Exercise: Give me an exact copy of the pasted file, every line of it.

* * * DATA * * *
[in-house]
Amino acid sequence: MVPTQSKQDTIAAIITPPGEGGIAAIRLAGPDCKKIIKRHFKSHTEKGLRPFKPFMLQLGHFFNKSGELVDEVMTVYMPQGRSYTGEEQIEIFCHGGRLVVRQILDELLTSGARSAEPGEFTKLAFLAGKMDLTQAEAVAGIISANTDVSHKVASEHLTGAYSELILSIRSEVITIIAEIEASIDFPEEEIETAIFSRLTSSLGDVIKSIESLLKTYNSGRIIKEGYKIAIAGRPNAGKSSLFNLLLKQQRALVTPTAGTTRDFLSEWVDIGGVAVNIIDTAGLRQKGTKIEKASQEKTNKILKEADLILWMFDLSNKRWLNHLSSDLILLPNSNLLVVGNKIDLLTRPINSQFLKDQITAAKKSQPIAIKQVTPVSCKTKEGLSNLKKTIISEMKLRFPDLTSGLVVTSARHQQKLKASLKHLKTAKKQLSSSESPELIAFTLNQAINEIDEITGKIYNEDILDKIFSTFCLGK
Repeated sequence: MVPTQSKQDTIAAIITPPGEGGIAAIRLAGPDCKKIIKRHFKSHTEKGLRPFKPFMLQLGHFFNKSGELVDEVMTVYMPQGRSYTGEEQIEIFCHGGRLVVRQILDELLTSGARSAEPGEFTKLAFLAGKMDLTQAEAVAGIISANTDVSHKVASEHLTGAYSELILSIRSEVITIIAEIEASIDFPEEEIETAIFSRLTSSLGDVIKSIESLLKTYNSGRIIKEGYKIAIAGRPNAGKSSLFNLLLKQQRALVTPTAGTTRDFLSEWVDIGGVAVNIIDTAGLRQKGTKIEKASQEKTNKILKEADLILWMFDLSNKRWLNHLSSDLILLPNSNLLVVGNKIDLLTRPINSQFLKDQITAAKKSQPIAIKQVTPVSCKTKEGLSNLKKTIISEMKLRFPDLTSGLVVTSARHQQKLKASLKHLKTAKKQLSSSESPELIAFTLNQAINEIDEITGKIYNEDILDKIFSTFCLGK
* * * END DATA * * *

[in-house]
Amino acid sequence: MVPTQSKQDTIAAIITPPGEGGIAAIRLAGPDCKKIIKRHFKSHTEKGLRPFKPFMLQLGHFFNKSGELVDEVMTVYMPQGRSYTGEEQIEIFCHGGRLVVRQILDELLTSGARSAEPGEFTKLAFLAGKMDLTQAEAVAGIISANTDVSHKVASEHLTGAYSELILSIRSEVITIIAEIEASIDFPEEEIETAIFSRLTSSLGDVIKSIESLLKTYNSGRIIKEGYKIAIAGRPNAGKSSLFNLLLKQQRALVTPTAGTTRDFLSEWVDIGGVAVNIIDTAGLRQKGTKIEKASQEKTNKILKEADLILWMFDLSNKRWLNHLSSDLILLPNSNLLVVGNKIDLLTRPINSQFLKDQITAAKKSQPIAIKQVTPVSCKTKEGLSNLKKTIISEMKLRFPDLTSGLVVTSARHQQKLKASLKHLKTAKKQLSSSESPELIAFTLNQAINEIDEITGKIYNEDILDKIFSTFCLGK
Repeated sequence: MVPTQSKQDTIAAIITPPGEGGIAAIRLAGPDCKKIIKRHFKSHTEKGLRPFKPFMLQLGHFFNKSGELVDEVMTVYMPQGRSYTGEEQIEIFCHGGRLVVRQILDELLTSGARSAEPGEFTKLAFLAGKMDLTQAEAVAGIISANTDVSHKVASEHLTGAYSELILSIRSEVITIIAEIEASIDFPEEEIETAIFSRLTSSLGDVIKSIESLLKTYNSGRIIKEGYKIAIAGRPNAGKSSLFNLLLKQQRALVTPTAGTTRDFLSEWVDIGGVAVNIIDTAGLRQKGTKIEKASQEKTNKILKEADLILWMFDLSNKRWLNHLSSDLILLPNSNLLVVGNKIDLLTRPINSQFLKDQITAAKKSQPIAIKQVTPVSCKTKEGLSNLKKTIISEMKLRFPDLTSGLVVTSARHQQKLKASLKHLKTAKKQLSSSESPELIAFTLNQAINEIDEITGKIYNEDILDKIFSTFCLGK